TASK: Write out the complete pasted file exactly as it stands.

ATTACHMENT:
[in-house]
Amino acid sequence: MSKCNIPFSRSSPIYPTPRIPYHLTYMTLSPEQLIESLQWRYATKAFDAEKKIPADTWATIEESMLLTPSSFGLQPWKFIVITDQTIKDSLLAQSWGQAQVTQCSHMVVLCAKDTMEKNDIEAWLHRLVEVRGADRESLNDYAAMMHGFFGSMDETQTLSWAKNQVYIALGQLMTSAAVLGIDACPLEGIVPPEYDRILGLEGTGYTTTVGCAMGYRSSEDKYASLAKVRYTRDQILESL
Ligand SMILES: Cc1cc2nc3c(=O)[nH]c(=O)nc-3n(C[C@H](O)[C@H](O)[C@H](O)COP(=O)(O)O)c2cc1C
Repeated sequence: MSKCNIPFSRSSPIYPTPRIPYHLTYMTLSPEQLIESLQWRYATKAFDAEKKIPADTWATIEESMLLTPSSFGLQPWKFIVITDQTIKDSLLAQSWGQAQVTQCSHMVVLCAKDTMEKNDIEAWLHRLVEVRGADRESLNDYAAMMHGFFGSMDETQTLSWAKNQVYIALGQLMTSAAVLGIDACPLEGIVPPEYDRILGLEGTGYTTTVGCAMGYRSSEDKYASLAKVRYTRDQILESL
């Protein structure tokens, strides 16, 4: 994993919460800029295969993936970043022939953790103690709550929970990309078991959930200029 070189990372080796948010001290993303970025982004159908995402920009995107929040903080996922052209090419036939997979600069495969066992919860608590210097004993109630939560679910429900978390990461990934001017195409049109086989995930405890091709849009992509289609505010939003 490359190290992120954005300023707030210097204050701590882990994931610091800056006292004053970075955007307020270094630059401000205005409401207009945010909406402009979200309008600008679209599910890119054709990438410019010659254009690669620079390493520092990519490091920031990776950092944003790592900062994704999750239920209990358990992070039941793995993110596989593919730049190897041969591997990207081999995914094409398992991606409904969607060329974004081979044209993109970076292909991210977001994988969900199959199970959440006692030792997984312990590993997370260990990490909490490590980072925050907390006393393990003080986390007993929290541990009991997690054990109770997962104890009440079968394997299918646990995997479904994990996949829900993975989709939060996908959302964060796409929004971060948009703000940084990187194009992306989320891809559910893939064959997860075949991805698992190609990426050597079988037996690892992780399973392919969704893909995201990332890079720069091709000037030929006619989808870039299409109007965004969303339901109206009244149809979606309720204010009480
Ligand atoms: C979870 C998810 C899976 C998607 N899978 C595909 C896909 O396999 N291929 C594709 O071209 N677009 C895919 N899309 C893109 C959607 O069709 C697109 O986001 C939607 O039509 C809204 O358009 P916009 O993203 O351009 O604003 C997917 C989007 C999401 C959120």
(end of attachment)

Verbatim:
[in-house]
Amino acid sequence: MSKCNIPFSRSSPIYPTPRIPYHLTYMTLSPEQLIESLQWRYATKAFDAEKKIPADTWATIEESMLLTPSSFGLQPWKFIVITDQTIKDSLLAQSWGQAQVTQCSHMVVLCAKDTMEKNDIEAWLHRLVEVRGADRESLNDYAAMMHGFFGSMDETQTLSWAKNQVYIALGQLMTSAAVLGIDACPLEGIVPPEYDRILGLEGTGYTTTVGCAMGYRSSEDKYASLAKVRYTRDQILESL
Ligand SMILES: Cc1cc2nc3c(=O)[nH]c(=O)nc-3n(C[C@H](O)[C@H](O)[C@H](O)COP(=O)(O)O)c2cc1C
Repeated sequence: MSKCNIPFSRSSPIYPTPRIPYHLTYMTLSPEQLIESLQWRYATKAFDAEKKIPADTWATIEESMLLTPSSFGLQPWKFIVITDQTIKDSLLAQSWGQAQVTQCSHMVVLCAKDTMEKNDIEAWLHRLVEVRGADRESLNDYAAMMHGFFGSMDETQTLSWAKNQVYIALGQLMTSAAVLGIDACPLEGIVPPEYDRILGLEGTGYTTTVGCAMGYRSSEDKYASLAKVRYTRDQILESL
């Protein structure tokens, strides 16, 4: 994993919460800029295969993936970043022939953790103690709550929970990309078991959930200029 070189990372080796948010001290993303970025982004159908995402920009995107929040903080996922052209090419036939997979600069495969066992919860608590210097004993109630939560679910429900978390990461990934001017195409049109086989995930405890091709849009992509289609505010939003 490359190290992120954005300023707030210097204050701590882990994931610091800056006292004053970075955007307020270094630059401000205005409401207009945010909406402009979200309008600008679209599910890119054709990438410019010659254009690669620079390493520092990519490091920031990776950092944003790592900062994704999750239920209990358990992070039941793995993110596989593919730049190897041969591997990207081999995914094409398992991606409904969607060329974004081979044209993109970076292909991210977001994988969900199959199970959440006692030792997984312990590993997370260990990490909490490590980072925050907390006393393990003080986390007993929290541990009991997690054990109770997962104890009440079968394997299918646990995997479904994990996949829900993975989709939060996908959302964060796409929004971060948009703000940084990187194009992306989320891809559910893939064959997860075949991805698992190609990426050597079988037996690892992780399973392919969704893909995201990332890079720069091709000037030929006619989808870039299409109007965004969303339901109206009244149809979606309720204010009480
Ligand atoms: C979870 C998810 C899976 C998607 N899978 C595909 C896909 O396999 N291929 C594709 O071209 N677009 C895919 N899309 C893109 C959607 O069709 C697109 O986001 C939607 O039509 C809204 O358009 P916009 O993203 O351009 O604003 C997917 C989007 C999401 C959120």